For much of the 20th century, beer choices for most of the country were limited to products by Anheuser Busch, Miller/Pearl, and if you lived west of the Mississippi River, the Coors Brewing companies. Most of their offerings were mild imitations of what a beer should be. These brews were created during WW-II, when most of the men were off fighting the Nazi’s and Japanese, and women were doing most of the manufacturing work. Like their male counter-parts, at the end of a hard days work, they wanted a tall, cold brew. But, female tastes were a little different, and the major brewing companies responded by making their beers lighter, and crisper’ so much so that America became the butt of many European jokes like, ‘Why is American beer like playing Tiddly-Winks in a canoe?’. It”s flipping close to water ( I know, it goes a bit different from that, but I had to clean it up a little to use it here).
We put up with the thin, watery beer for several decades, but then, in the early 1980s, something wonderful happened. Small breweries, often called ‘Micro-Breweries’, began to market their special brews to the country at-large, instead of just a few lucky locals. It mushroomed into what is now known as, The Great Craft Beer Revolution. Now, it is possible to enjoy some of the finest beers in the world, available even at your local super-market. No matter what your tastes, chances are there is a craft beer somewhere that can satisfy them.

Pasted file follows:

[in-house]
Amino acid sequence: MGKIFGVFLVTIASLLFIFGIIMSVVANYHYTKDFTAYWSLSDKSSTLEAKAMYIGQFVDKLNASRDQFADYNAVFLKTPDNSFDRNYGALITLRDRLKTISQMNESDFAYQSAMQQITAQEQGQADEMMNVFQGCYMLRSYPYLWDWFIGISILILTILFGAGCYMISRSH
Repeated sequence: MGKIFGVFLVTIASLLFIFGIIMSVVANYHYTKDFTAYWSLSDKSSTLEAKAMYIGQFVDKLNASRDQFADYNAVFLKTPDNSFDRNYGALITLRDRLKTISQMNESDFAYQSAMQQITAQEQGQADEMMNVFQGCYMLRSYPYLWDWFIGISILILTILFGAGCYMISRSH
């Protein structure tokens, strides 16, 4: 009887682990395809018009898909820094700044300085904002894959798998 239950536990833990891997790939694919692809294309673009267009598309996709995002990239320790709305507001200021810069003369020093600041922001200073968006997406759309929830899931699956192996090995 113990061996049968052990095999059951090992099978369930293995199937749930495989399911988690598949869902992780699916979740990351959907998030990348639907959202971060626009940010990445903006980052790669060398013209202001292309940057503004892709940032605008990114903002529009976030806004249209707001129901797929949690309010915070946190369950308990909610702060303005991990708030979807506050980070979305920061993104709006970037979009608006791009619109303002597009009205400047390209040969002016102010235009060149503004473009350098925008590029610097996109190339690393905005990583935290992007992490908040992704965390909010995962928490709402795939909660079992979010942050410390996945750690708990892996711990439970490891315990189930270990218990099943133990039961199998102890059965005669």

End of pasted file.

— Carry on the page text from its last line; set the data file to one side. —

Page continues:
Before I go into talking about these beers, you need to know some things about beer to understand what I am taking about. So, the first part of this article will be about the history of beer, types, and common terminology.
The actual invention of beer is shrouded in antiquity. We do know that beer was made as far back as 6000BC. It actually seemed to come about very soon after cereal grains were cultivated. Beer is the 2nd oldest alcoholic beverage, right after wine. The difference between them is that wine is simply fermented fruit juice. Beers are fermented mash from cereal grains. Lots of different grains have been, and still are, used to make beers, but malted (sprouted) barley is the undisputed king of beer grains. To a lesser extent, wheat is used, and even lesser, oat groats, rye, and even rice and corn (mostly in cheap mass-production beers).